Main Article Content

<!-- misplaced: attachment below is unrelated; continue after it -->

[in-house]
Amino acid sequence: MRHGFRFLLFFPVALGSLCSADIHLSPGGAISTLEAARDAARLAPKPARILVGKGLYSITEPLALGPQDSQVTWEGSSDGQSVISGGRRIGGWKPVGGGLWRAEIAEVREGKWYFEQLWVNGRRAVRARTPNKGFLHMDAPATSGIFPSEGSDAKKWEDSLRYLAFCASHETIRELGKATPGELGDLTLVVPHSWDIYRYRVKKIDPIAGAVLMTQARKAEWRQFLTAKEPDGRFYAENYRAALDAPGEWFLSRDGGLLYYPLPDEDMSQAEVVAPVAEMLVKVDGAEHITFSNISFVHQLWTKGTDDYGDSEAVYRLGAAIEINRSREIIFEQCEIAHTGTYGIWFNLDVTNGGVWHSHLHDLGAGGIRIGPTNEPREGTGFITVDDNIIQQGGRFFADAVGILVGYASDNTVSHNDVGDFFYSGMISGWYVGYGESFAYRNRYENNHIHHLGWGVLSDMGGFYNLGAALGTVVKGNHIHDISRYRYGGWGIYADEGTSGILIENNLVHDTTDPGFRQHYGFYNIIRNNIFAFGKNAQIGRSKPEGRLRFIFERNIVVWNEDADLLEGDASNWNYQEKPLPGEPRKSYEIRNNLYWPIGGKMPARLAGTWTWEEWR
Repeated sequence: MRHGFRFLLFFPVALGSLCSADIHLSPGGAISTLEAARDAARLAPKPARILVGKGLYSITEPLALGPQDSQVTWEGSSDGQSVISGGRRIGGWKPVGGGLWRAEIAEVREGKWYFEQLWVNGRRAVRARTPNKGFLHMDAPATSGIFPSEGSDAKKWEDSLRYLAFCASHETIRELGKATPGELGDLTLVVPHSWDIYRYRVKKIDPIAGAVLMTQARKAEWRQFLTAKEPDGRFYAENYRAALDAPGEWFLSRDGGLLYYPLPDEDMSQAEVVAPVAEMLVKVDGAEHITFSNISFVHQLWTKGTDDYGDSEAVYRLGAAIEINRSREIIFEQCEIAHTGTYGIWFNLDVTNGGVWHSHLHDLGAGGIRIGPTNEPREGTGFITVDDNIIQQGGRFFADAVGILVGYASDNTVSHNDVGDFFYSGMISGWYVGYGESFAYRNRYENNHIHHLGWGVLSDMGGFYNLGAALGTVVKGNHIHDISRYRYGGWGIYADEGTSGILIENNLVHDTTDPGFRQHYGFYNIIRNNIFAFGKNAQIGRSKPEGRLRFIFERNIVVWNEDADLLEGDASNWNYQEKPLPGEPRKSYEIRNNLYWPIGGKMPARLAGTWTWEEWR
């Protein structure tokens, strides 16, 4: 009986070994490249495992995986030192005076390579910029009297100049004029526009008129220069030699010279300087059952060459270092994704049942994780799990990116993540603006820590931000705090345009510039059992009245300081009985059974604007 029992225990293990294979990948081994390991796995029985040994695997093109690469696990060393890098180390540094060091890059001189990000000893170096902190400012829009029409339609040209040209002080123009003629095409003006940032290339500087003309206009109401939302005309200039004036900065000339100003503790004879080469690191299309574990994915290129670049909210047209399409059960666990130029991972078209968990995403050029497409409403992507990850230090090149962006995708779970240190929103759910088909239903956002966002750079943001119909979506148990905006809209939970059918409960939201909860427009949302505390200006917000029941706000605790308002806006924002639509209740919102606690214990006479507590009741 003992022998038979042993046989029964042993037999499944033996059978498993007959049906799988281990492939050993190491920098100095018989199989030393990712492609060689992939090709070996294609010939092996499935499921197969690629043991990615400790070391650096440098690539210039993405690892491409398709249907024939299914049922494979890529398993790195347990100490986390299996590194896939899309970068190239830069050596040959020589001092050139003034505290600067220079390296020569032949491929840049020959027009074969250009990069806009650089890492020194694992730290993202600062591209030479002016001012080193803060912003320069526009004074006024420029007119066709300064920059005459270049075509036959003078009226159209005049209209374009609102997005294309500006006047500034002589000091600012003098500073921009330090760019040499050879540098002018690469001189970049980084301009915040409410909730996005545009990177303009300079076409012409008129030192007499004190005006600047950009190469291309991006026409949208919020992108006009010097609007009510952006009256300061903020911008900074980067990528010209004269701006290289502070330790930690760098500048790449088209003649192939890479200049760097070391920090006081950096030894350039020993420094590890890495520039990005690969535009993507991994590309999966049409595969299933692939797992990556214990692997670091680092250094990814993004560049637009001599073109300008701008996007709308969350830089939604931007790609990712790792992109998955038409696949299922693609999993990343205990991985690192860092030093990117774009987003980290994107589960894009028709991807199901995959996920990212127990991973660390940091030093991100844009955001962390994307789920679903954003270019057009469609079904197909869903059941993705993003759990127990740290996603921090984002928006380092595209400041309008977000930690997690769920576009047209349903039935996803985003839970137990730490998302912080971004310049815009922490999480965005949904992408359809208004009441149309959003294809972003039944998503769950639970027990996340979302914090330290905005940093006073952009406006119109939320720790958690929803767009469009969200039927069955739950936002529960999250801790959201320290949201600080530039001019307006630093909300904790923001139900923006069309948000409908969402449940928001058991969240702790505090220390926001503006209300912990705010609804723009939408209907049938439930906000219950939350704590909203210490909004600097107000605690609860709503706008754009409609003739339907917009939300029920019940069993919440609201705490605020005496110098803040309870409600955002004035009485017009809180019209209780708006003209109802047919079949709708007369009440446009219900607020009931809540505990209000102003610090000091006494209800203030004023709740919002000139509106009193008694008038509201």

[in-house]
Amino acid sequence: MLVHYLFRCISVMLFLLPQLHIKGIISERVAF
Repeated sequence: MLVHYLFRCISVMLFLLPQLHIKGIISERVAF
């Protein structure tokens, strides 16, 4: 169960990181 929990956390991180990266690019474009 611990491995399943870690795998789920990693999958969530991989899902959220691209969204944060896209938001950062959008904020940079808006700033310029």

The common public health problem, toxoplasmosis, is a foodborne zoonosis resulting from the eukaryotic, single-celled protozoan parasite Toxoplasma gondii. Active immune response triggers against the invading parasite include pro-inflammatory and regulatory cytokines release. Interleukin-10 is a pleiotropic immunoregulatory cytokine which has a potent anti-inflammatory and immunosuppressive effects and plays a significant role in maintaining the balance of the immune response, which serves in the clearance of toxoplasmic infection and minimizing the possibly caused damage to the host. Whereas interleukin-17 is a pro-inflammatory cytokine that has a role in the raised inflammation due to disease development and can mediate the protective innate immunity against the parasite. The current study aimed to determine the value of these two biomarkers in the diagnosis of toxoplasmosis and the differentiation between acute and chronic infection by estimating their level in the patients' serum. Eighty serum samples were collected from previously confirmed female toxoplasmic patients in addition to ten healthy female control. The IgM and IgG tests were repeated for them to differentiate between acute and chronic infections. The level of IL-10 and IL-17 were measured using ELISA test. The statistical analysis reached that the IL-10 level is higher in the patients with acute infection than in chronic infection patients; the level of IL-17 is prominently higher in the acute infection group. These findings lead to conclude that IL-10 is helpful in the differentiation between the two phases of toxoplasmosis, but estimating the specific IgM and IgG levels with it can improve its role in the diagnosis and differentiation between the two phases of the disease. Additionally, IL-17 can detect the acute infection and differentiate between the phases and severity of the disease. It can improve its role in detecting the chronic infection by estimating the associated levels of the specific IgM and IgG.